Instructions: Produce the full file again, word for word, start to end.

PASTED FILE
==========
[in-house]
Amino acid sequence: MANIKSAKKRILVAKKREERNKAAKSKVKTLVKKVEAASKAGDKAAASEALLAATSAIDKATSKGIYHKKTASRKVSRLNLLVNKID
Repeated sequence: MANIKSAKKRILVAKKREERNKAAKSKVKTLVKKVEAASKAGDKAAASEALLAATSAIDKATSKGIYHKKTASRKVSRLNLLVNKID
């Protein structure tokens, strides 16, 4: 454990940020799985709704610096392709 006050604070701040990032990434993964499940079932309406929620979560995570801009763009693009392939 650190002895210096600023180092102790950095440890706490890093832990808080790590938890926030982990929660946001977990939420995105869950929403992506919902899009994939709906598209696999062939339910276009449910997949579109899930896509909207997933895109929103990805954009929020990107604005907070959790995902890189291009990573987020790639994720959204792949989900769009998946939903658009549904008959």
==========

[in-house]
Amino acid sequence: MANIKSAKKRILVAKKREERNKAAKSKVKTLVKKVEAASKAGDKAAASEALLAATSAIDKATSKGIYHKKTASRKVSRLNLLVNKID
Repeated sequence: MANIKSAKKRILVAKKREERNKAAKSKVKTLVKKVEAASKAGDKAAASEALLAATSAIDKATSKGIYHKKTASRKVSRLNLLVNKID
């Protein structure tokens, strides 16, 4: 454990940020799985709704610096392709 006050604070701040990032990434993964499940079932309406929620979560995570801009763009693009392939 650190002895210096600023180092102790950095440890706490890093832990808080790590938890926030982990929660946001977990939420995105869950929403992506919902899009994939709906598209696999062939339910276009449910997949579109899930896509909207997933895109929103990805954009929020990107604005907070959790995902890189291009990573987020790639994720959204792949989900769009998946939903658009549904008959």